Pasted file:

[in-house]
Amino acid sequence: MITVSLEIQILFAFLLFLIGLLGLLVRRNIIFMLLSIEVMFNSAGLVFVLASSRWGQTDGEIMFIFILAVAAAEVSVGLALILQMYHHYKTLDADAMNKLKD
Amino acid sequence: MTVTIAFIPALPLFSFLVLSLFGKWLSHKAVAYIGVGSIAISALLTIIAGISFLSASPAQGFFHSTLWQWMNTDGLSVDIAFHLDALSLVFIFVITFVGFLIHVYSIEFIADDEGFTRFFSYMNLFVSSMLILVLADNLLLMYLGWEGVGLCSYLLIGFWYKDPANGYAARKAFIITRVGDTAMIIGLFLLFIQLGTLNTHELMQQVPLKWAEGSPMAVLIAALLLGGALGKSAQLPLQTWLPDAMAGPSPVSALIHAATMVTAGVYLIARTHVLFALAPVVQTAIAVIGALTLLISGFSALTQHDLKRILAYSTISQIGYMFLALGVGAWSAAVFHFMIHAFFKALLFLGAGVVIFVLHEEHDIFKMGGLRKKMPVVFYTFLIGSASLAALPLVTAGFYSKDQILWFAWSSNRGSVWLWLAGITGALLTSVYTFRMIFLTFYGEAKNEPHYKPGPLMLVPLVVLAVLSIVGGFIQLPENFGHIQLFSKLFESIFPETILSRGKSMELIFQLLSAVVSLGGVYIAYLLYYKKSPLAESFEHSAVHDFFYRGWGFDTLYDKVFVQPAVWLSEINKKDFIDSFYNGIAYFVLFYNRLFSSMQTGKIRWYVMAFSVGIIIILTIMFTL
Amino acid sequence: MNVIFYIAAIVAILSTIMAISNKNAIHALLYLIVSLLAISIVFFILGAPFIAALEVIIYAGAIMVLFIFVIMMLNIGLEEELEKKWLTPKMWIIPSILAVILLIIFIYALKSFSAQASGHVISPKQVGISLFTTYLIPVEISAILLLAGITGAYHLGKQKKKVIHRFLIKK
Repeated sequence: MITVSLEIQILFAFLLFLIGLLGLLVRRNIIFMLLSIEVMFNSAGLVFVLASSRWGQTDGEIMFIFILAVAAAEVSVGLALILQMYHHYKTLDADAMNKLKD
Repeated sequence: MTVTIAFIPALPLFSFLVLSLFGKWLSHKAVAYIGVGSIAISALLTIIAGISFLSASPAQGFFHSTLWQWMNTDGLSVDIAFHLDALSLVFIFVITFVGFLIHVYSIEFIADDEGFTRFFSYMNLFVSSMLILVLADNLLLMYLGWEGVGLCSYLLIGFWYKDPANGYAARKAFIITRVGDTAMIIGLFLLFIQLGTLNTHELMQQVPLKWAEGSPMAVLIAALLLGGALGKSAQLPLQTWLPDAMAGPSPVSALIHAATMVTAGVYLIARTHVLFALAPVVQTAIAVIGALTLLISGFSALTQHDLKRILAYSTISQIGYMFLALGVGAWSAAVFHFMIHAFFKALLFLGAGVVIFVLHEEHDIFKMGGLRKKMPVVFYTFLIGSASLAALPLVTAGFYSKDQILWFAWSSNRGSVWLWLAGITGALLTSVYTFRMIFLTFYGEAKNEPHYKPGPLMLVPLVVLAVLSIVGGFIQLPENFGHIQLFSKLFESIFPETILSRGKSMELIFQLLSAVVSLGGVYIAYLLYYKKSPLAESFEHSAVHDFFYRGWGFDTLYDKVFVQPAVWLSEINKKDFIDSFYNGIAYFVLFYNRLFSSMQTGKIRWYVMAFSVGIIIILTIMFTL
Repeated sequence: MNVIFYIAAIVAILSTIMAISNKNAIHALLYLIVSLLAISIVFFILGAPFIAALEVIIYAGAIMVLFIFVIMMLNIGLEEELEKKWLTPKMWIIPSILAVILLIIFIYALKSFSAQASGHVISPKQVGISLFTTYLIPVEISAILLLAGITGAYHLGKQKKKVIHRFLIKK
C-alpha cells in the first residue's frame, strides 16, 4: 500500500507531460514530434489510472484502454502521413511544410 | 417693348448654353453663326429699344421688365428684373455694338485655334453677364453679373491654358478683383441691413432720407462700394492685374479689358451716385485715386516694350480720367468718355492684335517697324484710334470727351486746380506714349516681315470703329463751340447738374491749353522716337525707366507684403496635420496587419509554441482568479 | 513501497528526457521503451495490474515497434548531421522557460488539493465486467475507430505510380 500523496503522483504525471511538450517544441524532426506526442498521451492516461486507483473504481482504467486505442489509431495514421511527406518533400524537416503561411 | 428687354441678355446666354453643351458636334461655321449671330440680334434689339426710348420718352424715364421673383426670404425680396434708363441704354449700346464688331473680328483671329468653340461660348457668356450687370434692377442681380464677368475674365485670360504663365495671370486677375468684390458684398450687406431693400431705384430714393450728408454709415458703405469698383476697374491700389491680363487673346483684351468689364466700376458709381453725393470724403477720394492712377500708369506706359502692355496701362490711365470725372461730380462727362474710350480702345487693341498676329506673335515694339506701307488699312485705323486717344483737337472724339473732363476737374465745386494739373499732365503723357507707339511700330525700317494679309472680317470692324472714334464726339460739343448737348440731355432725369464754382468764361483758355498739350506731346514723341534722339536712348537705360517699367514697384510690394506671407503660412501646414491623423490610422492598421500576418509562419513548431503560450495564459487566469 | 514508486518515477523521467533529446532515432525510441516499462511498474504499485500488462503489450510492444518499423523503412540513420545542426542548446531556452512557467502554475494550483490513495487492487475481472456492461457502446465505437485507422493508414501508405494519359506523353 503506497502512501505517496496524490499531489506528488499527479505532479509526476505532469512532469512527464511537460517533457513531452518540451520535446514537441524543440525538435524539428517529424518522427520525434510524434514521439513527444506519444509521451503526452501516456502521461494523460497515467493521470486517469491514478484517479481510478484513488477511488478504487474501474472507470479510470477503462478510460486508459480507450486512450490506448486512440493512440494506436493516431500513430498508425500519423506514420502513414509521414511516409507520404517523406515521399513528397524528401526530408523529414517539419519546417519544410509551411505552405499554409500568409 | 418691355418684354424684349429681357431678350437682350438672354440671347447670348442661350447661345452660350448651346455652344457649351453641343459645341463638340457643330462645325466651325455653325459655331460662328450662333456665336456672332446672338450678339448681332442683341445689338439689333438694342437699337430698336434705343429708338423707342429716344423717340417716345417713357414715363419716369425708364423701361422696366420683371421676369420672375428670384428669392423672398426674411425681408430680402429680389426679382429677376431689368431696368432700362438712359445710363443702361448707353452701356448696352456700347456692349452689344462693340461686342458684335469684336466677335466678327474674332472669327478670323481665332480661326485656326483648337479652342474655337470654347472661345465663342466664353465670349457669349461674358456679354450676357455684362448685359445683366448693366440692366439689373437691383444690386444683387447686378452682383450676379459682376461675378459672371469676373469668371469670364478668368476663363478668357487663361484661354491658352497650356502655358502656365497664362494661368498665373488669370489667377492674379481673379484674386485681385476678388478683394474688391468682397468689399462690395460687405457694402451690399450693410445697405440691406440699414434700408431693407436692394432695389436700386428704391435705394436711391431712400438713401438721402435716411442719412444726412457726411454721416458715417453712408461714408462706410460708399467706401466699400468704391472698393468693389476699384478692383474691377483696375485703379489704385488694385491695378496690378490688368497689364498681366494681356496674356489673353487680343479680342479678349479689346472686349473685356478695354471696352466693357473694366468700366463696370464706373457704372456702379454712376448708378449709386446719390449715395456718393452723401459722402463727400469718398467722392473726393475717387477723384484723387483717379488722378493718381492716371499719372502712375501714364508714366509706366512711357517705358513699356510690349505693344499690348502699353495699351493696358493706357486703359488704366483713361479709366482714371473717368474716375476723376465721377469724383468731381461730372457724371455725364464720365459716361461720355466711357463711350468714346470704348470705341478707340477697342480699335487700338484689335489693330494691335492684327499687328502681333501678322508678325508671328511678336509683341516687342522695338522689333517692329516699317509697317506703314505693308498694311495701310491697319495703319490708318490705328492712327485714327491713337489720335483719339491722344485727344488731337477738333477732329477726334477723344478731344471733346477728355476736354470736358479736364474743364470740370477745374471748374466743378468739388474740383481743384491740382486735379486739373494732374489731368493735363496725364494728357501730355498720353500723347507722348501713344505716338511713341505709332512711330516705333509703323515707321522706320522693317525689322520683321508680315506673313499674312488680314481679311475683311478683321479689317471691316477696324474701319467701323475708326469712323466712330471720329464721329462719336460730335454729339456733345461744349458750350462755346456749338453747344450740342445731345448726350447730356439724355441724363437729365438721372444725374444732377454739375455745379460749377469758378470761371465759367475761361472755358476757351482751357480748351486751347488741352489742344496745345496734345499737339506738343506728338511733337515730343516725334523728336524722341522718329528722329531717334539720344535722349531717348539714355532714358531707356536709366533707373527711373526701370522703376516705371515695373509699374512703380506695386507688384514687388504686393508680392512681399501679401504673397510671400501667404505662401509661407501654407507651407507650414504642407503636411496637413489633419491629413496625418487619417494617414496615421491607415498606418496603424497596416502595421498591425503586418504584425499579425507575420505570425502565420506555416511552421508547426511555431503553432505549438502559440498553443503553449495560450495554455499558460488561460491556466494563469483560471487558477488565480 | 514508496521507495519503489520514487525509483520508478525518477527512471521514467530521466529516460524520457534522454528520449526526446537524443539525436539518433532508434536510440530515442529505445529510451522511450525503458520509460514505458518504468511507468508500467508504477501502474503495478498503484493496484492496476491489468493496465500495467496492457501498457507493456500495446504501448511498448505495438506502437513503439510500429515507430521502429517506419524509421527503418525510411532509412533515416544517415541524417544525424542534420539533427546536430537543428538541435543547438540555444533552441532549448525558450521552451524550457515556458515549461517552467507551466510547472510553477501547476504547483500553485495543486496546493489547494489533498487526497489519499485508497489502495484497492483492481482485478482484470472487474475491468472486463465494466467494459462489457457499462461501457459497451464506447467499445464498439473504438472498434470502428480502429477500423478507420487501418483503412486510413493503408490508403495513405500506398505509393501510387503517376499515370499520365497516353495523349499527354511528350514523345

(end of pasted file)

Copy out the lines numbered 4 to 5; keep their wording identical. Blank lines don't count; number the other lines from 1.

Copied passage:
Amino acid sequence: MNVIFYIAAIVAILSTIMAISNKNAIHALLYLIVSLLAISIVFFILGAPFIAALEVIIYAGAIMVLFIFVIMMLNIGLEEELEKKWLTPKMWIIPSILAVILLIIFIYALKSFSAQASGHVISPKQVGISLFTTYLIPVEISAILLLAGITGAYHLGKQKKKVIHRFLIKK
Repeated sequence: MITVSLEIQILFAFLLFLIGLLGLLVRRNIIFMLLSIEVMFNSAGLVFVLASSRWGQTDGEIMFIFILAVAAAEVSVGLALILQMYHHYKTLDADAMNKLKD